again, If any man preach any other gospel unto you than that ye have received, let him be accursed." Paul no doubt had warned them of the dangers of false teachers as he did the Ephesian elders (Acts 20:29–32). The perfect tense of said (Gr prolegō) means that it was a certain and clear pronouncement.
There is a striking similarity between these two verses (17, 18) and 2 Peter 3:1-3--"This second epistle, beloved, I now write unto you; in both which I stir up your pure minds by way of remembrance: That ye may be mindful of the words which were spoken before by the holy prophets, and of the commandment of us the apostles of the Lord and Saviour: Knowing this first, that there shall come in the last days scoffers, walking after their own lusts,” The reminder is that, although there are false teachers among them who claim to be also representing God, believers must recognize, accept, and obey only the true word of God as found in the Old Testament (the holy prophets) and in the preaching of the apostles (meaning himself and the others). It occurs in the same connection following the description of the false and dangerous teachers against whom the apostle would guard them, and understood almost in the same words. When Jude entreats them to remember the words which were spoken by the apostles, it is not necessarily to be inferred that he was not himself an apostle, for he is speaking of what was past, and there might have been a special reason why he should refer to something that they would distinctly remember which had been spoken by the other apostles on this point. Or it might be that he meant also to include himself among them, and to speak of the apostles collectively, without particularly specifying himself.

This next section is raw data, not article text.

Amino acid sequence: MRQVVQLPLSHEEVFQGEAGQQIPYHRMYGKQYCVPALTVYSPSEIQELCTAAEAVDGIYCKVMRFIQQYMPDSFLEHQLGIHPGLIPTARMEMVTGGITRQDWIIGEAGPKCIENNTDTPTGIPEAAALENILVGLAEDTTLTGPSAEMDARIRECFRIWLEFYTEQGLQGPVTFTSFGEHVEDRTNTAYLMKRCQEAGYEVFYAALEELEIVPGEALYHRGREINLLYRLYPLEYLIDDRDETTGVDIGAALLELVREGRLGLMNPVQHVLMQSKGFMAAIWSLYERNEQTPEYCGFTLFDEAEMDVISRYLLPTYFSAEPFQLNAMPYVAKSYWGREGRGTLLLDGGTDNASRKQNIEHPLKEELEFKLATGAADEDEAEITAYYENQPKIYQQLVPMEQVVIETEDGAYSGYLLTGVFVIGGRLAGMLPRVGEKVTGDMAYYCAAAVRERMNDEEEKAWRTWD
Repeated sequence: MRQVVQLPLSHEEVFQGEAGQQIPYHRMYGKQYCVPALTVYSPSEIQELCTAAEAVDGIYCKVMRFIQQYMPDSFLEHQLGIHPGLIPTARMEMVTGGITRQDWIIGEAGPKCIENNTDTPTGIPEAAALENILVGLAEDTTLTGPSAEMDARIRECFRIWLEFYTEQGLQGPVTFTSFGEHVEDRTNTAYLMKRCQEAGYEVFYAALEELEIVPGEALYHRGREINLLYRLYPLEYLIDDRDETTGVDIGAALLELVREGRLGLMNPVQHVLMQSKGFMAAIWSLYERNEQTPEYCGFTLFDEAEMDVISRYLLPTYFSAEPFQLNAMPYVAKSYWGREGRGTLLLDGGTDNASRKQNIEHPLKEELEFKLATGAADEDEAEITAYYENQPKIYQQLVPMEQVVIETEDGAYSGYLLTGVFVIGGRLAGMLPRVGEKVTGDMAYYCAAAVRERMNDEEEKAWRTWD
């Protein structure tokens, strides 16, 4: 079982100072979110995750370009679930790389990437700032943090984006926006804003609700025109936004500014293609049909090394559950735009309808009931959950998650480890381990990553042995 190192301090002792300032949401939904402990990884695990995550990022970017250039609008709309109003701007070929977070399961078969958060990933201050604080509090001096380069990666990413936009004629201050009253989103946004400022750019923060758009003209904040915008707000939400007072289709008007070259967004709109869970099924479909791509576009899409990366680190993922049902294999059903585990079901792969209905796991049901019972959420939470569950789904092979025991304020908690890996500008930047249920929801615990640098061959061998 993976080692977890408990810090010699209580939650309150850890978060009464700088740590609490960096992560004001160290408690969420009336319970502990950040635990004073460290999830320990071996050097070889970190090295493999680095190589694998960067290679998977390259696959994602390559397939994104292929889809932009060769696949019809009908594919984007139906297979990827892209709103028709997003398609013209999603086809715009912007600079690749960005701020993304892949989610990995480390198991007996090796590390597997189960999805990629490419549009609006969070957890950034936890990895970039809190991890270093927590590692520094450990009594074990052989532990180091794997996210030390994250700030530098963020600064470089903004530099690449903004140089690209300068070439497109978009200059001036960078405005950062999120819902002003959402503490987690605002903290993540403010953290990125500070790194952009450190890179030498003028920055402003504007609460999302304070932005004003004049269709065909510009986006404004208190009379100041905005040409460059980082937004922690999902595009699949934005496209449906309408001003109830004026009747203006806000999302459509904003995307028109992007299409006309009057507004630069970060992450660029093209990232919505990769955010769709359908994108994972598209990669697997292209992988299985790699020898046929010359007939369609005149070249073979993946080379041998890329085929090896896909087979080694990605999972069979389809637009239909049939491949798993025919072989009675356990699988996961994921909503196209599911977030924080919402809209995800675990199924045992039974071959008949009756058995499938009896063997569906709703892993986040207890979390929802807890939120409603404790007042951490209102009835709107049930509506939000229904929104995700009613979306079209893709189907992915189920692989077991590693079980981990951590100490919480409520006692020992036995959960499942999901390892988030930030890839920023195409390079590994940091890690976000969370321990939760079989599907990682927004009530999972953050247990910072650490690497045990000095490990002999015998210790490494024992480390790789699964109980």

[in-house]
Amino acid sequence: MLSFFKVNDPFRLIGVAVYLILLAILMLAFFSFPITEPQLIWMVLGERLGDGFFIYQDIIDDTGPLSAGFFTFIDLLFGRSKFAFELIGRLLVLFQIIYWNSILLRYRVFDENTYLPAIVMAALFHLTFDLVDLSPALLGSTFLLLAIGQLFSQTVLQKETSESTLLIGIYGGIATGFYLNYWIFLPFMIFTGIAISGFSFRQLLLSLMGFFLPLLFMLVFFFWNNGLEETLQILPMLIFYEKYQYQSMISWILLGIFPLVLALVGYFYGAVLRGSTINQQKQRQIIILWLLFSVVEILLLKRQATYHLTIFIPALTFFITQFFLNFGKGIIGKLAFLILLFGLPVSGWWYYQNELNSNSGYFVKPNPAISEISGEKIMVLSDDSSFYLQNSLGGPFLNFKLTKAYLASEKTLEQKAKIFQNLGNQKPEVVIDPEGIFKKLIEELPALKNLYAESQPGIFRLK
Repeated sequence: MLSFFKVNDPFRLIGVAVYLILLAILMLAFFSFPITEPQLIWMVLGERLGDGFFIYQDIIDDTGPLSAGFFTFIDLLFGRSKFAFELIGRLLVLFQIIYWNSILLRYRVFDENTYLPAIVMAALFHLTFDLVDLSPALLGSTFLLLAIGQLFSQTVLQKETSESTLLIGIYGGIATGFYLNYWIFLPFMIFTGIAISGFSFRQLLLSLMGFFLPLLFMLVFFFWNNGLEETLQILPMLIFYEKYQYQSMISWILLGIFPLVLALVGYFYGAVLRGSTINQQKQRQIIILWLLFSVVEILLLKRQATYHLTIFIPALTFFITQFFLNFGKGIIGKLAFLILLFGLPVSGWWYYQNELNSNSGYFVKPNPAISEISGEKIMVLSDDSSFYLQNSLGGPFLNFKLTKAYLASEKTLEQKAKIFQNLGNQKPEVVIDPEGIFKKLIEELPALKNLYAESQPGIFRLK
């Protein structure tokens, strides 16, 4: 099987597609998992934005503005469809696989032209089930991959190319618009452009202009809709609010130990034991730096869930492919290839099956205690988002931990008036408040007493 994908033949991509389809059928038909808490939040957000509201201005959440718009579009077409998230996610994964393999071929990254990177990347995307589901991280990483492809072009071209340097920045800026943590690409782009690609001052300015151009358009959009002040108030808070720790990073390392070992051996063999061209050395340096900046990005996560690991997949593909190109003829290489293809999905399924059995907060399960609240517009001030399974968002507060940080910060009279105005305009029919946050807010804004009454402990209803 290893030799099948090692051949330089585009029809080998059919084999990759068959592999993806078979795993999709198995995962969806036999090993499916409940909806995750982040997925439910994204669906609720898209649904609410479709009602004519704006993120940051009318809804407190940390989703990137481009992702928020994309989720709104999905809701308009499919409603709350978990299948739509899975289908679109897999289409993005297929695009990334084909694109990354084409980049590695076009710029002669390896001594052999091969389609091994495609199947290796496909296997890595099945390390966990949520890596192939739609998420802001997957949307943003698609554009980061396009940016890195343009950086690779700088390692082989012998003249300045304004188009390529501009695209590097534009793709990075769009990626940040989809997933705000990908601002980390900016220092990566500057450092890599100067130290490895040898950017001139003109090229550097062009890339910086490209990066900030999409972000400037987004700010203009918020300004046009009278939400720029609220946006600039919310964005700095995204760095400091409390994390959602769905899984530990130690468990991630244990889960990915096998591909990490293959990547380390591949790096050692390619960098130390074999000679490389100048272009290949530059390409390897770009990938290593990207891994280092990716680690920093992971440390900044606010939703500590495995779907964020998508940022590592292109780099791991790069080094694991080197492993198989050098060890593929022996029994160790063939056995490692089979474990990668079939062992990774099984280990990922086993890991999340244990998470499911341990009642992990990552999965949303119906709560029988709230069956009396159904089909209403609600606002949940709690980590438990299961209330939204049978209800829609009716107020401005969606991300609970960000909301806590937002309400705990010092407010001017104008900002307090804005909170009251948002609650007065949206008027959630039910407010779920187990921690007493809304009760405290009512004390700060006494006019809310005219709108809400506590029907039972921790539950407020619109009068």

While the pretender is despised by the faithful and will be judged by Christ, those who have been forgiven by Jesus’ sacrifice on the cross will be embraced in the bonds of love. In the midst of this gross apostasy, great comfort is provided in knowing that this kind of hypocrisy had been predicted by the apostles of Jesus Christ. The Twelve learned it at Jesus’ feet as He carefully taught them all of those things pertaining to the kingdom. “False messiahs and false prophets will appear. They will work miraculous signs and do wonderful things to deceive, if possible, those whom God has chosen. Be on your guard! I have told you everything before it happens” (Mark 13:22-23).
Remember…the words. Instead of following those teachers and their corrupt doctrine, remember what Christ and his apostles have said; for they foretold the coming of such false teachers and impostors. Jude is implying that his readers had been contemporaries of the apostles. Peter uses the very same formula in reminding the contemporaries of him and the other apostles.
spoken before. Spoken already; before now.
How that they told you there should be mockers in the last time. The gist of their message was that there would be mockers in the last time (the end of the Jewish nation as a political entity), following their own ungodly lusts. There are close verbal correlations with II Peter3.3--"Knowing this first, that there shall come in the last days scoffers, walking after their own lusts;" and I Timothy 4:1--"Now the Spirit speaketh expressly, that in the latter times some shall depart from the faith, giving heed to seducing spirits, and doctrines of devils.” To some, it seems harsh to attribute false teaching as coming from Satan, and one must be careful not to attribute everything with which he disagrees to Satan--which seems to hint at some kind of oral formula in apostolic times.
Mockers. The word rendered mockers is the same which in the parallel place in 2 Peter 3:3 is rendered scoffers. Peter has stated more fully what was the particular subject on which they scoffed, and has shown that there was no reason for it: “And saying, Where is the promise of his coming? for since the fathers fell asleep, all things continue as they were from the beginning of the creation” (2 Peter 3:4).